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32

But why was the 8087 designed such that it needed a special socket? Because the 8087 is a processor EXTENSION, not another CPU. The 8087 has, except for a few lines, exactly the same signals and pinout as the 8086/88. The socket is, except for 4(?) lines, a one-on-one duplicate of the CPU socket. This includes signals that need to be connected between both ...


17

Full disclosure: I worked on the x87 FPU of a 486-class CPU at a math-coprocessor company in the early 1990s and thereafter worked at AMD, where I was on the 3DNow! design team and the design team for the FPU of the AMD Athlon processor (also known as K7). The x87 FPU never acquired a flush-to-zero mode. In fact, denormal support was one of the major ...


17

The tan(x) function has a period of π radians, with asymptotes at ±π/2; it effectively calculates sin(x)/cos(x), and the latter goes to zero at those points. So a function which evaluates properly over that interval can be used for any angle, by first reducing the angle to the range supported. However, accurately calculating the tangent function near the ...


14

The restrictions on the range of arguments the transcendental instructions are able to handle is a direct result of hardware resource limitations in these early floating-point units. The primary source for the implementation details of the transcendental instructions in the 8087 is: Rafi Nave, "Implementation of transcendental functions on a numerics ...


14

The MC68882 was relatively well-regarded among 1980s FPUs. Digging out accurate timing information takes some effort, but it appears that handling denormalised values was only moderately burdensome for this FPU. In the context of a register-to-register FADD already taking several dozen clock cycles: Taking a denormalised extended-precision source operand ...


6

The socket was 'special' only in the sense that its only purpose was to accept an 8087; it wasn't an unusual component. Adding this socket would be significantly cheaper than adding what would come to be known as an ISA connector. It's also good practice to keep the PCB tracks short, so placing the 8087 close to the CPU would be preferable to having it on ...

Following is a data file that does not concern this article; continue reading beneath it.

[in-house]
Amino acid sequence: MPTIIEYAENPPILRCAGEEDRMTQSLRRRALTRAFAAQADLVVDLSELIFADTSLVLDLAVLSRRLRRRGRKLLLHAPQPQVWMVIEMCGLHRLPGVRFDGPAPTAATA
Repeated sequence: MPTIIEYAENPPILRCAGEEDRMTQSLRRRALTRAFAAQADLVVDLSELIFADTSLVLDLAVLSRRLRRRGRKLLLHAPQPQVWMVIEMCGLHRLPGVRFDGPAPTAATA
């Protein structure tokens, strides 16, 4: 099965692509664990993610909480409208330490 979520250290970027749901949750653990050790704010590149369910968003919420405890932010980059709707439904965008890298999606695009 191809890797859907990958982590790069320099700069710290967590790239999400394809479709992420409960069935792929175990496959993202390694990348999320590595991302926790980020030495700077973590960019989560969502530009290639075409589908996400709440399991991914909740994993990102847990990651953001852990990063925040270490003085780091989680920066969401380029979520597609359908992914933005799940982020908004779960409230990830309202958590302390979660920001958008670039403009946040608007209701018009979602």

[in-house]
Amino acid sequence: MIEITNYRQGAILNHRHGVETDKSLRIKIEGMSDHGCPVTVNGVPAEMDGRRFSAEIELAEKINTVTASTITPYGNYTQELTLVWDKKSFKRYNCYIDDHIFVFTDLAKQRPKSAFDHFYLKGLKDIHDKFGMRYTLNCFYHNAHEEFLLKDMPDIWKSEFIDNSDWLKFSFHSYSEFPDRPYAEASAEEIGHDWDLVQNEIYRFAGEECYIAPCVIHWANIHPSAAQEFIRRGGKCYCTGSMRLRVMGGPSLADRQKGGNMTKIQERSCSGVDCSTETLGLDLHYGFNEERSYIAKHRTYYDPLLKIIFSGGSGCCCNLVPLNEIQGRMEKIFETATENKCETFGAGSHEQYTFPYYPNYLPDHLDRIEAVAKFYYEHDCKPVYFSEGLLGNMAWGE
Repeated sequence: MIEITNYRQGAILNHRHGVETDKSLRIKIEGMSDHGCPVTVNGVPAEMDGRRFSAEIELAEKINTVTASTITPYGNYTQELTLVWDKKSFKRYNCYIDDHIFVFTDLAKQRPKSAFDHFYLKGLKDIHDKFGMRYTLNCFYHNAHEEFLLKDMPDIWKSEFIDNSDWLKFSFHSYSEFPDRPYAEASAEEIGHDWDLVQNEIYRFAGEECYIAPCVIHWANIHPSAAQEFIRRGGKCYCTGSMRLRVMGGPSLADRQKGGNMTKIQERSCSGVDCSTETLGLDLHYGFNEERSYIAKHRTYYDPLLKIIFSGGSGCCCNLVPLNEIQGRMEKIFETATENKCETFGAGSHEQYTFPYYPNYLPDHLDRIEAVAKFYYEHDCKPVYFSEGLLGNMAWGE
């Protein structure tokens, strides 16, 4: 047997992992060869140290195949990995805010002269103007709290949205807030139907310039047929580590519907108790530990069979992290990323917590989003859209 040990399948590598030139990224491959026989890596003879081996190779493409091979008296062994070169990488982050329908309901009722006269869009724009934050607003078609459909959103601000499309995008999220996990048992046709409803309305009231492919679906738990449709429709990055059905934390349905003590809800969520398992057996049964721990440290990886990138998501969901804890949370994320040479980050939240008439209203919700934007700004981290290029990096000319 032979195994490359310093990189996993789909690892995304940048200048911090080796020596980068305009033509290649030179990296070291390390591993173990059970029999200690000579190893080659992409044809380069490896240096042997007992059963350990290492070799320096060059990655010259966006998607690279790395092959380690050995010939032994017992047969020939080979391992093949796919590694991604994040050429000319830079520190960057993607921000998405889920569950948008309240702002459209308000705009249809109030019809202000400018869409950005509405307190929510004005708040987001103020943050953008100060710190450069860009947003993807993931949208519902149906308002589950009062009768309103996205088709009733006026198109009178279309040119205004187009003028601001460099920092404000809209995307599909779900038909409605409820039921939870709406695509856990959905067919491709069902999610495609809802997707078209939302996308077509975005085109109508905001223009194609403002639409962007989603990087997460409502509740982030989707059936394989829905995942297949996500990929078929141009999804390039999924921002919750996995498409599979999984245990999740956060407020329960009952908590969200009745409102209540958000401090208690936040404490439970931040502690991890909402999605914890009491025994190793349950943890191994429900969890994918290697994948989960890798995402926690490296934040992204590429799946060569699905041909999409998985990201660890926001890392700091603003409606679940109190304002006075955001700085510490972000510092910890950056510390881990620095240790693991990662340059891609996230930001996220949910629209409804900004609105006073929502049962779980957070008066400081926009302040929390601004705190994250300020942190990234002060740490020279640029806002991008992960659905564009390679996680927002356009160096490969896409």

6

You need to understand that using the 8087 was effectively "free" for the developers and for the users. You linked in a floating point library that determined the existence of the 8087, and if it was there, it used it. If not it fell back to a software method. This means that the users don't have to do anything special to their code to leverage it. ...


4

Without detailed sales and usage figures, “the most common” is probably impossible to answer, and even considering only the 8087, the answer depends on “when” — reasons to buy 8087s changed as programs using it became available. The more open plural variant of your question is largely answered in the question. Byte’s 1984 “Guide to the IBM PCs” gives a good ...


2

Many database programs, including later versions of dBase and Paradox, provided features beyond simple database table storage lookup. They could generate tables dynamically, and also had programming languages that enabled open-ended calculations and report generation. Some people used them somewhat like spreadsheets, or where one might use a statistics or ...


1

I remember that FPTAN didn't give the actual tg(x), but two results and you had to divide one by another in order to get tg(x) (and they were not sin(x) and cos(x) as one would hope). Probably that's why it was "Partial".


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